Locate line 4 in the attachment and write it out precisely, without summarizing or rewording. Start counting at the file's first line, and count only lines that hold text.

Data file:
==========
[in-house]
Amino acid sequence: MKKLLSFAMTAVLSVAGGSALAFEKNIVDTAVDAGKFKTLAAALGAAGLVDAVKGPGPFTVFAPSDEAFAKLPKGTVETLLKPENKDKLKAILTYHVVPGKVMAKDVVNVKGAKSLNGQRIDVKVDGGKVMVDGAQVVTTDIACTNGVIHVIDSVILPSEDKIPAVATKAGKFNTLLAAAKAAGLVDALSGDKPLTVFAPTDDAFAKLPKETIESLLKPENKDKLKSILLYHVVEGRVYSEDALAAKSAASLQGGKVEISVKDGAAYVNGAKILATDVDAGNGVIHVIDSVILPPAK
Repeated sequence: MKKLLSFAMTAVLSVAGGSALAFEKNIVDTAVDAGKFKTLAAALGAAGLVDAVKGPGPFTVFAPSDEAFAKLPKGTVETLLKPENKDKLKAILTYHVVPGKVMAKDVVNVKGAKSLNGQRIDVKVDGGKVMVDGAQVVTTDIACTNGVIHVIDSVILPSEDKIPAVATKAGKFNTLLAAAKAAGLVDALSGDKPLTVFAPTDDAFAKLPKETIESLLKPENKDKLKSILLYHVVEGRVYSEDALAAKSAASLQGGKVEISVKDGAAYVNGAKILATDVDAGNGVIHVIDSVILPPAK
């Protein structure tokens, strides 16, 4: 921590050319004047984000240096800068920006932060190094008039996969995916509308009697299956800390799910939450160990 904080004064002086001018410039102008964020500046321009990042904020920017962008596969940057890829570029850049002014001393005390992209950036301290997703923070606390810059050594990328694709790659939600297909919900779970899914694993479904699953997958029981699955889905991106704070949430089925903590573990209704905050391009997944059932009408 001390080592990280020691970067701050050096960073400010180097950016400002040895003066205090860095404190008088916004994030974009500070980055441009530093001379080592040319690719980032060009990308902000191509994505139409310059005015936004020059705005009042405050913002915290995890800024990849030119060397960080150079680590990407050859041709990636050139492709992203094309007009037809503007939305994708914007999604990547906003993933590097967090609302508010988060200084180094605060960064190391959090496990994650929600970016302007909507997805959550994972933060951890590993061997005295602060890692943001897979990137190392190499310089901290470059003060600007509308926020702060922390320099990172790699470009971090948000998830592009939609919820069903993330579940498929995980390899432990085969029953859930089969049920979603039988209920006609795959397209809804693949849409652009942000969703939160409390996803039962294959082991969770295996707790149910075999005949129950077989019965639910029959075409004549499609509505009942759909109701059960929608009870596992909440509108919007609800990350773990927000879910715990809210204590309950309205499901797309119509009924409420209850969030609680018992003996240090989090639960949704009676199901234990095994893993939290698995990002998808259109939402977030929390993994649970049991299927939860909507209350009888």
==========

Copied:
């Protein structure tokens, strides 16, 4: 921590050319004047984000240096800068920006932060190094008039996969995916509308009697299956800390799910939450160990 904080004064002086001018410039102008964020500046321009990042904020920017962008596969940057890829570029850049002014001393005390992209950036301290997703923070606390810059050594990328694709790659939600297909919900779970899914694993479904699953997958029981699955889905991106704070949430089925903590573990209704905050391009997944059932009408 001390080592990280020691970067701050050096960073400010180097950016400002040895003066205090860095404190008088916004994030974009500070980055441009530093001379080592040319690719980032060009990308902000191509994505139409310059005015936004020059705005009042405050913002915290995890800024990849030119060397960080150079680590990407050859041709990636050139492709992203094309007009037809503007939305994708914007999604990547906003993933590097967090609302508010988060200084180094605060960064190391959090496990994650929600970016302007909507997805959550994972933060951890590993061997005295602060890692943001897979990137190392190499310089901290470059003060600007509308926020702060922390320099990172790699470009971090948000998830592009939609919820069903993330579940498929995980390899432990085969029953859930089969049920979603039988209920006609795959397209809804693949849409652009942000969703939160409390996803039962294959082991969770295996707790149910075999005949129950077989019965639910029959075409004549499609509505009942759909109701059960929608009870596992909440509108919007609800990350773990927000879910715990809210204590309950309205499901797309119509009924409420209850969030609680018992003996240090989090639960949704009676199901234990095994893993939290698995990002998808259109939402977030929390993994649970049991299927939860909507209350009888």